This is a public service announcement: The size of the ballistic plate dictates the amount of coverage in terms of area, not the size of the carrier. I am certain that many of you know this already but I get emails and comments about it frequently enough that it merits discussing it here.
I have posted about a very budget friendly ballistic protection package, a review of the low profile plate carrier from Beez Combat Systems, and the Shellback Tactical Banshee plate carrier. After each of these posts, and every once in a while since posting them, I have received emails that contain questions about or even derision of these set ups because they are perceived to be too small to provide enough coverage. This point of view represents a fundamental misunderstanding of how body armor works.
In most cases, the carrier itself provides no protection at all. It is the hard armor plates that provide protection from rifle threats (they will also stop handgun threats) and soft armor inserts that provide protection from handgun threats (and protection from plate deformation and fragmentation). The size and placement of the hard and soft armor dictate the amount of coverage that is provided, not the size of whatever carrier you are using to hold the plates.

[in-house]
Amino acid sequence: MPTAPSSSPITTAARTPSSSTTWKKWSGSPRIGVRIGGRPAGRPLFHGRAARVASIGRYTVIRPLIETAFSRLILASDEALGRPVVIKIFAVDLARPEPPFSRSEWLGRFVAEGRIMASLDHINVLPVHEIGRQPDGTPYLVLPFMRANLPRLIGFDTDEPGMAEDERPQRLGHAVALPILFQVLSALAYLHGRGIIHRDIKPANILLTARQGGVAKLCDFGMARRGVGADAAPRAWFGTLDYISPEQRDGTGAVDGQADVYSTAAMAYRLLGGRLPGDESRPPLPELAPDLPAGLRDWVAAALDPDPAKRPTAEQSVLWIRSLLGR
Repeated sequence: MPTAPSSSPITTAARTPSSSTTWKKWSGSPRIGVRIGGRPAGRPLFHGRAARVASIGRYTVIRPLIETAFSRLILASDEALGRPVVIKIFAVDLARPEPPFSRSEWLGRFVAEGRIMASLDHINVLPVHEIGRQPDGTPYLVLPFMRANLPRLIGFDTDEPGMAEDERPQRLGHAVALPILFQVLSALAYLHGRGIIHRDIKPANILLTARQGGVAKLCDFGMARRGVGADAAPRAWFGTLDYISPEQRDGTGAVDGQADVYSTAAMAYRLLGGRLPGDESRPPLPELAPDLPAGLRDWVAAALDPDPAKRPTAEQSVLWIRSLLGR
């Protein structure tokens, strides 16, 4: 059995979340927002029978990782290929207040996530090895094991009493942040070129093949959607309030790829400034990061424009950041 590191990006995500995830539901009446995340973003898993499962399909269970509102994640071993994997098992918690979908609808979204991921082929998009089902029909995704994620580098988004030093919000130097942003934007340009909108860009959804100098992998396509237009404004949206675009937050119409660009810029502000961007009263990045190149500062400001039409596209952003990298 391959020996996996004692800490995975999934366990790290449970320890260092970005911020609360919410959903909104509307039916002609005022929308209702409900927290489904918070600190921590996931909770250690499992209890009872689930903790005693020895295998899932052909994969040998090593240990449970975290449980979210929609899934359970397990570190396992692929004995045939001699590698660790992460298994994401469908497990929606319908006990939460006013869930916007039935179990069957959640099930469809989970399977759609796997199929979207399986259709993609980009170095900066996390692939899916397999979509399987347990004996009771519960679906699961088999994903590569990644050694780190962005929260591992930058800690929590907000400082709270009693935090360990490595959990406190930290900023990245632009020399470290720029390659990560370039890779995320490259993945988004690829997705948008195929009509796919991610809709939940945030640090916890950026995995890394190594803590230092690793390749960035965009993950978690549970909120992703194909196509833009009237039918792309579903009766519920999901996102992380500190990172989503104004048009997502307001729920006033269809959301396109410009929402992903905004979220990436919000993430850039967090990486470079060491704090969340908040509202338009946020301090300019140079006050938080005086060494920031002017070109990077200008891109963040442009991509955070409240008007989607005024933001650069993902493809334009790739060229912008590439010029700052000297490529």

Even the most compact plate carrier and a full coverage body armor set up will provide the same area rifle threat coverage if they are using the same size plates and most do use the same plates. Hard armor plates are sized to be just large enough to cover the heart and lungs of the wearer which is a roughly 10″ by 12″ area. Full coverage body armor can provide additional handgun and fragmentation protection due to larger areas covered with soft armor inserts but the carrier has nothing to do with this. Only those areas covered with hard armor will be protected from rifle threats.
So, while I really like hearing from readers, hopefully I don’t have to get any more emails about how compact plate carriers don’t cover enough. Remember, the size of the hard and soft armor that is inside of the carrier dictate the coverage area, not the carrier itself.